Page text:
“I am excited to see and hear that this is happening for Fleming College,” says Elder Shirley Williams, Fleming Indigenous Education Council. “Committing to an Indigenous rights policy ensures that the Anishinabeg get their education as part of reconciliation. I am thankful for Fleming making this commitment with an eagle feather present, as this will symbolize the commitment of truth.”
The policy affirms the College’s commitment to equity and inclusion, and providing a deeper understanding and appreciation of Indigenous Peoples and their ways of knowing. The policy will support the College community in the process of Truth and Reconciliation via education, training and acknowledgement, with the formation of an Honouring the Rights of Indigenous Peoples Committee (HRIPC).
It will also ensure that the College makes every reasonable effort to ensure Indigenous peoples, languages and ways of knowing are represented in all College operations and spaces.
People in public positions often have to deal with a lot of gossip and conjecture about them—oftentimes in regards to their body. Sometimes the only way to deal with that is to confront it head on. Take this case of Peterborough Mayor Diane Therrien as an example.
On Monday (September 23rd), Mayor Therrien posted a tweet about her having to miss City Council due to illness.
She followed it up with this mic drop of a tweet hours later in regards to her pregnancy status (which, of course, is no one’s business but people make it such).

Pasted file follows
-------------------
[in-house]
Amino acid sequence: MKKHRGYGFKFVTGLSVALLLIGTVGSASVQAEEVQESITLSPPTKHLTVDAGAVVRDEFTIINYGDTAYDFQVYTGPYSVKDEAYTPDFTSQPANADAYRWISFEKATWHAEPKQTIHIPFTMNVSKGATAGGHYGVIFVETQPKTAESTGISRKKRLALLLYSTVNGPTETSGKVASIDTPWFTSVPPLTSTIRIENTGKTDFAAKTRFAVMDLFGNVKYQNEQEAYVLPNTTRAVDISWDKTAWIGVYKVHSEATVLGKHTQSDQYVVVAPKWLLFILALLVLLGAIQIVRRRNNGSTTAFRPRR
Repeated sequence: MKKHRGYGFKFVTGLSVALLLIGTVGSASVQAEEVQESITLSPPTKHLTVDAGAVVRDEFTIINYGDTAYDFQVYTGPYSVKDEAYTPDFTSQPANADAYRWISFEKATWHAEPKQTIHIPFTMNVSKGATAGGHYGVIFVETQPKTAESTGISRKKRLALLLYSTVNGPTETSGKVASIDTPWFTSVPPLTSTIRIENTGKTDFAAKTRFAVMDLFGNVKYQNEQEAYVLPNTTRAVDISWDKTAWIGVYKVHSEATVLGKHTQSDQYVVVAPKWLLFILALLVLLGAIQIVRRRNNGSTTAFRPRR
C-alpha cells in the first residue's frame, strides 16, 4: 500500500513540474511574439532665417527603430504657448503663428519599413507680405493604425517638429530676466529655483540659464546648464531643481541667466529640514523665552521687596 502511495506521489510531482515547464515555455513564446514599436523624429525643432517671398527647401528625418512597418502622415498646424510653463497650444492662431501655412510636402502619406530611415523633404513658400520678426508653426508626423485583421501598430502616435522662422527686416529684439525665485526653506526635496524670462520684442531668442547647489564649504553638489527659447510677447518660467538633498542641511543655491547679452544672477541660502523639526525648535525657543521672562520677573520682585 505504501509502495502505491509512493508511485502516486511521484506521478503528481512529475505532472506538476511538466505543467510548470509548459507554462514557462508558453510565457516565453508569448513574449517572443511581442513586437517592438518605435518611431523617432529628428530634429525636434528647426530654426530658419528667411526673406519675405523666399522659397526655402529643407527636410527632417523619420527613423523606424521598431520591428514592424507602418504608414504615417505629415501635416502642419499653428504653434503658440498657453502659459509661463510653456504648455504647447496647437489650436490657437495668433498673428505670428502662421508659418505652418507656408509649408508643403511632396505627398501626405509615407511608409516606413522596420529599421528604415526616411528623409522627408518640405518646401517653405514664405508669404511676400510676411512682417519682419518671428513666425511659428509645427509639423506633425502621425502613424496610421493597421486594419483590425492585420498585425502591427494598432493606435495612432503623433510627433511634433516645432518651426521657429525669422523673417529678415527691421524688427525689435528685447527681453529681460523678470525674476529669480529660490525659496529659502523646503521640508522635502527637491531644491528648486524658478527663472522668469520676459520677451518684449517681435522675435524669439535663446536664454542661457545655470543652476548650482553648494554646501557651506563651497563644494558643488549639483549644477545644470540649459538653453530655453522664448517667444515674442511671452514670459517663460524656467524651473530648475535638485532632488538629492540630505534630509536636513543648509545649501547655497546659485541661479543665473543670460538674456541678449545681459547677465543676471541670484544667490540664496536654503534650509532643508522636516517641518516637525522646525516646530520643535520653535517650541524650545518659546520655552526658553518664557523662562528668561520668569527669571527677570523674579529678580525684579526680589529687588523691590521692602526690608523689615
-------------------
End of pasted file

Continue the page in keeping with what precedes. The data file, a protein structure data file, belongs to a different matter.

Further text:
The responses were overwhelmingly positive in regards to her honesty in confronting the gossip head on…
“I’ve heard it through the grapevine about six times now,” Mayor Therrien tells PTBOCanada in regards to her rumour mill tweet. “So no not pregnant, just fat LOL.”
Oh, and she often bikes to work, too, for those that don’t see her car at City Hall and think she’s not working hard. But we’ll leave that up to her to say in another tweet ;)
The Greater Peterborough Chamber of Commerce has won the “Canadian Chamber of Commerce Competition” at the Canadian Chamber’s Annual General Meeting, which was held in Saint John, New Brunswick this year.
Each year the competition is focused on a different aspect of the Chamber operation. This year, the competition was titled “Influence in Action - Advocacy through Events”, with an emphasis on events that create profile for the fundamental advocacy work of the Chamber Network. The Peterborough Chamber’s annual Power Hour event was chosen as the 1st Place Winner by some 300 delegates from across Canada.
The Power Hour is an annual event bringing together the business community and our elected officials. Attendees hear from elected officials at all four levels of government: the MP for Peterborough-Kawartha, the MPP for Peterborough-Kawartha, the Warden for the County of Peterborough, and the Mayor for the City of Peterborough. Also invited as guests are the elected councils for the City and County of Peterborough, First Nations Chiefs and the City and County CAOs.
The event features a Q&A session, moderated by Peterborough Chamber of Commerce Policy Analyst, Sandra Dueck, with questions provided by the audience. The questions and the discussion further inform the advocacy direction for the Chamber moving forward.
“I couldn’t be prouder of the staff and volunteers of the Chamber,” says President and CEO Stu Harrison of the award. “To have the opportunity to not only showcase our Chamber at the national level, but to be judged the best, is truly an honour.”